The Cowboys’ Dez Bryant ranked 35th of 78 qualified wide receivers by the game charters at Pro Football Focus. (Michael Ainsworth/Associated Press)

It was an underwhelming year for Dallas Cowboys star wide receiver Dez Bryant. The three-time Pro Bowl honoree had 69 catches on 132 targets for six touchdowns, matching the second-lowest touchdown total of his career. He has gone 23 regular season games without a 100-yard receiving effort.

Bryant, however, is unwavering in his ability.

I’m a hell of a football player,” he told Brandon George of the Dallas Morning News. “I know that. I believe that. I let a lot of things get in the way that bothered me mentally.”

Bryant revealed that he has played through tendinitis since facing the Kansas City Chiefs in early November, but he also acknowledged he allowed in-season distractions to put a damper on his play. Still, having the team’s second-largest salary-cap number ($16.5 million) next season, behind only left tackle Tyron Smith, prompted some to question what value, if any, he can provide the franchise going forward.

Team owner Jerry Jones has also chimed in, commenting on 105.3 the Fan that the Cowboys need more from their star wideout.

We need bigger plays,” Jones said Tuesday. “That’s obvious to everybody is we didn’t get big plays. There’s a lot into that, but we’ve got to get more from [him] — he’s [a] top player on our team. He certainly expects to make big plays, the expectation for [quarterback Dak Prescott] to get him the ball is there. We’ve gotten used to it. Yeah, we need more from that area.”

It’s not news that a team wants its best players to perform at a high level, although for wide receivers, it isn’t as simple as saying, “Be better.” The receiver is dependent on his quarterback and play-calling to be productive. But let’s get one thing out of the way: To borrow from Keyshawn Johnson, Bryant is getting the damn ball. His 27 percent share of targets this season ranked ninth among the league’s wideouts and was on par with his target share from 2013 and 2014, plus higher than 2016, the three years he was nominated to the Pro Bowl.

Season Targets per game Target share
2010 6.1 13%
2011 6.9 18%
2012 8.6 21%
2013 (Pro Bowl) 10.0 28%
2014 (Pro Bowl, first-team all-pro) 8.6 29%
2015 8.0 14%
2016 (Pro Bowl) 7.4 20%
2017 8.3 27%

The problem, therefore, appears to lie in Bryant’s ability to make something happen, and Pro Football Hall of Famer Tim Brown told ESPN Radio that what Bryant “has to get better at is his route-running,” and he must improve his ability to beat defenders one-on-one.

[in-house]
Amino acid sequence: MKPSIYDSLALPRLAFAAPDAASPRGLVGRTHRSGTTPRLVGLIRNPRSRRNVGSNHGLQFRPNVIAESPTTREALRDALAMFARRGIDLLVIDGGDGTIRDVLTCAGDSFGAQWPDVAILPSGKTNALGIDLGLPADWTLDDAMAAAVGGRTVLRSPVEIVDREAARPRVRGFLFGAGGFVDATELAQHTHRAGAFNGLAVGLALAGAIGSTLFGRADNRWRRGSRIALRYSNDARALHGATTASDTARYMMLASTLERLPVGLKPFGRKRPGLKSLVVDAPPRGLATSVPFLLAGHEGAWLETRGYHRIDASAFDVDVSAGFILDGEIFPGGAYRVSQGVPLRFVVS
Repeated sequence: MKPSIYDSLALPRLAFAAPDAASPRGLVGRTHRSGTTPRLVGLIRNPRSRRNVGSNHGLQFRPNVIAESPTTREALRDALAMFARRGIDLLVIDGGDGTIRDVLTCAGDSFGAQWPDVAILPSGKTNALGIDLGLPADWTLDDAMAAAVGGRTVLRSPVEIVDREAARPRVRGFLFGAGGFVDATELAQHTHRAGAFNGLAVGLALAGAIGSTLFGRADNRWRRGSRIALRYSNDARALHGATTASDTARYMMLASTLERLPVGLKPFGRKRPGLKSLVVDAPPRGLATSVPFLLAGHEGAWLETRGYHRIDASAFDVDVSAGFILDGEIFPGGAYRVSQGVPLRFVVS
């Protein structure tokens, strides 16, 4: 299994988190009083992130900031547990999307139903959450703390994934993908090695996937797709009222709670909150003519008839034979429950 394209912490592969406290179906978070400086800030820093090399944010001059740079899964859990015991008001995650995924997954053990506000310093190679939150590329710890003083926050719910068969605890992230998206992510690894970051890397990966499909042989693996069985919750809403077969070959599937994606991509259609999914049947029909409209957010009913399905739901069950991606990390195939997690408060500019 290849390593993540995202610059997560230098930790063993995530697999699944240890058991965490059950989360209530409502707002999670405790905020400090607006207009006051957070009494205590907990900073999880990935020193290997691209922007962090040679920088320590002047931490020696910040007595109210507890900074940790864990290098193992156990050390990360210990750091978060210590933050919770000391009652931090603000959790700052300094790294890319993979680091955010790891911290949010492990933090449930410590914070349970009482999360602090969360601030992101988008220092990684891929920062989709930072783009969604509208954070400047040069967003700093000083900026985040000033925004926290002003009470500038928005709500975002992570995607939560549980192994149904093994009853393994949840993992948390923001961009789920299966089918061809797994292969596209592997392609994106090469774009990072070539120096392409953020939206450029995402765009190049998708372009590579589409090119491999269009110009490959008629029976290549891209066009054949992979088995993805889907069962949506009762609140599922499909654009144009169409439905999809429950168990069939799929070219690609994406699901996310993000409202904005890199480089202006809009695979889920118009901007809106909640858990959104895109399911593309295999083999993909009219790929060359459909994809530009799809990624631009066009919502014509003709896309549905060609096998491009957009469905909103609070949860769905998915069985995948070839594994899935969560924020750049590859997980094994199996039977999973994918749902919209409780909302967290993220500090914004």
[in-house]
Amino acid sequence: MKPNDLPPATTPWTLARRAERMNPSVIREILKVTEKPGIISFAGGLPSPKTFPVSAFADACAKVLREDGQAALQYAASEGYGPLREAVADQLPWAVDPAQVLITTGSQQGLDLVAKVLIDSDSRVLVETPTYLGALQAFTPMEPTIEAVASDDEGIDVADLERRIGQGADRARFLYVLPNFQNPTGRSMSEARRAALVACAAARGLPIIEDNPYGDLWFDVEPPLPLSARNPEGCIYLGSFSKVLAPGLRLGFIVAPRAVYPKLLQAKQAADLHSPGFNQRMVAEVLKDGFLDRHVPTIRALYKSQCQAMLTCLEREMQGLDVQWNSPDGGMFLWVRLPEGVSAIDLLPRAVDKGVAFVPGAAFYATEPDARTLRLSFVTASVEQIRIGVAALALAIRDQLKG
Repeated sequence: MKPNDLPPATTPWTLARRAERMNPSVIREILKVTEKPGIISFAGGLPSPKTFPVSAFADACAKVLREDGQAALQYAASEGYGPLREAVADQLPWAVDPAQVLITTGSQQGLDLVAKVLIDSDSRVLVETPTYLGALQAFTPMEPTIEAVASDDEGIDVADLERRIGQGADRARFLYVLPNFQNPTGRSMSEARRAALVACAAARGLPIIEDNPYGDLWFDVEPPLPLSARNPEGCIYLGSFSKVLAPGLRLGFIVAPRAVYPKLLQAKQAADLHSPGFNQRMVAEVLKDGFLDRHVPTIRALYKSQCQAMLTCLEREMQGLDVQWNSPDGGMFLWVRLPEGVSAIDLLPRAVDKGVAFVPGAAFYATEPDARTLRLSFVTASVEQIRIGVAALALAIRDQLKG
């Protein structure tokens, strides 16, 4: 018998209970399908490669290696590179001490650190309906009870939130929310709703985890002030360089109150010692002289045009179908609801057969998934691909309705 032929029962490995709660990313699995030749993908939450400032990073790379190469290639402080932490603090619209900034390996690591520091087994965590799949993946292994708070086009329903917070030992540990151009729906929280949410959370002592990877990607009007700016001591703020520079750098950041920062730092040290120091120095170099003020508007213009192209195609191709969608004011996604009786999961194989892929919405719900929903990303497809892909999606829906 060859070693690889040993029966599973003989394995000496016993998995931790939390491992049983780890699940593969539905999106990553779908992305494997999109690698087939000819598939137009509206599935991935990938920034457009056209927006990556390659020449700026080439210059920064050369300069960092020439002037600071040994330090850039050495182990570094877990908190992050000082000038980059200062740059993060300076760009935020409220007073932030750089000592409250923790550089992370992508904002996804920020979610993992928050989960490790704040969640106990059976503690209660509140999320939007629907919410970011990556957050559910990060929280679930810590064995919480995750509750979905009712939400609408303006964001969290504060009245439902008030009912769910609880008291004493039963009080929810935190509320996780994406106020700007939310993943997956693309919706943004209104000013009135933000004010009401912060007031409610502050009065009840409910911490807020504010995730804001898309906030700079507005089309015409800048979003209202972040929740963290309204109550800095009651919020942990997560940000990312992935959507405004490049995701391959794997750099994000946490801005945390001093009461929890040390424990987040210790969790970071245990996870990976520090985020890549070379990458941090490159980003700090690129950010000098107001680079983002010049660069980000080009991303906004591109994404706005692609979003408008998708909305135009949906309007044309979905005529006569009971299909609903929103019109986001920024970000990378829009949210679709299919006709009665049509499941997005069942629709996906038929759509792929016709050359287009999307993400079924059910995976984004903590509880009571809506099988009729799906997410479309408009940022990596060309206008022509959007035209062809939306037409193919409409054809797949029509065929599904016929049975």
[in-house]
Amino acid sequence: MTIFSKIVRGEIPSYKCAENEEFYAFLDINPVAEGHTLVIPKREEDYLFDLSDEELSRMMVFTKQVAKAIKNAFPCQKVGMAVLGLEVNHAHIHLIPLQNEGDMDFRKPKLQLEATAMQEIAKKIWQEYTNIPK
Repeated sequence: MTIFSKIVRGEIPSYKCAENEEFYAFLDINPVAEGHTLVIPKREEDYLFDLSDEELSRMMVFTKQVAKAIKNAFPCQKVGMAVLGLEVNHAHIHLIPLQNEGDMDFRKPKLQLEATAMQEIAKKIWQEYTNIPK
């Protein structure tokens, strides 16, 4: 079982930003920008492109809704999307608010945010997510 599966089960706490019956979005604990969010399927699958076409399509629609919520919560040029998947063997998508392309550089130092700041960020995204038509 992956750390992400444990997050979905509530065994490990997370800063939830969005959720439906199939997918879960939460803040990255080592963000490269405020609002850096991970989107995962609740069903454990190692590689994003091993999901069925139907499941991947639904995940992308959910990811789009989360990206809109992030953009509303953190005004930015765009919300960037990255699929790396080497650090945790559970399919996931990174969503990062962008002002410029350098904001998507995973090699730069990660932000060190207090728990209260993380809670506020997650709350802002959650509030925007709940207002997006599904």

When asked to elaborate, Brown explained Bryant is only making catches on two routes: the slant route and the back-shoulder route. “Those are routes that basically don’t call for you to beat the coverage,” Brown explained. “If the ball is close on the slant route, you’re probably going to get it. If the ball is close on the back-shoulder route, you’re probably going to get it. But if you got to run a curl route, or if you got to run an in route, or if you got to run a deep cross route — something like those routes, which calls for you to separate yourself from a guy in order for the quarterback to get you the ball — then you’re not seeing him catching those kind of passes in man-to-man coverage.”

The numbers do suggest a decline in Bryant’s route-running ability. His 1.7 yards per route run in 2017 was a career low if you discount the 1.4 yards per route run in 2015, a year in which Bryant played just nine games because he required a bone graft procedure on his broken foot.

But, according to the NFL’s NextGen stats, Bryant did a better job of gaining separation from his defenders in 2017, averaging a gap of 2.4 yards this season. Last year he averaged just 1.8 yards of separation. More distance between him and his defender should result in more yards after the catch, but it hasn’t — at least not with Prescott under center.

On throws by Prescott, Bryant has averaged 3.4 yards after the catch per reception, with one out of every 16 targets ending in a touchdown. When Tony Romo was the team’s quarterback, Bryant averaged 4.9 YAC/catch with a touchdown once every 11 targets.

Prescott also saw slightly more pressure in 2017 than he did a season ago, and he wasn’t as accurate with his passes. He also had to attempt to throw the ball a fraction of a second faster than he did in 2016. That may not sound like much, but timing is everything.

Dak Prescott Percent of drop-backs
under pressure
Completion rate
under pressure
Time to throw
2016 36% 53% 2.9 seconds
2017 37% 47% 2.8 seconds

This isn’t to say Bryant and Prescott don’t have chemistry — they do. During Prescott’s rookie year, Bryant was ranked 18th of 83 qualified receivers by the game charters at Pro Football Focus, who rate a player’s process — was he in the right position, did he run the right route, etc. — in addition to quantifying the performance on the field. But this year, Bryant’s PFF rating plummeted to 35th of 78 qualified receivers. Prescott saw his rating fall from 10th in 2016 to 15th in 2017, illustrating further that these two have their fortunes intertwined.

And it may just be as easy as that: Bryant and Prescott weren’t in sync this season. That’s no consolation for fans who expect more from a player taking up such a large part of their team’s salary cap, but it does suggest that the duo can rekindle their excellence in 2018.

Read more on the NFL:

Carson Palmer follows Bruce Arians into retirement. Is Larry Fitzgerald next?

Power ranking the NFL playoff teams — Patriots, Vikings and Steelers lead the way

The ‘mother of all stats’ doesn’t see the Patriots as Super Bowl contenders

Examining the Redskins’ top quarterback options if Kirk Cousins leaves

‘I think I am being considered, yes’: ESPN’s Jon Gruden on becoming the Raiders’ next coach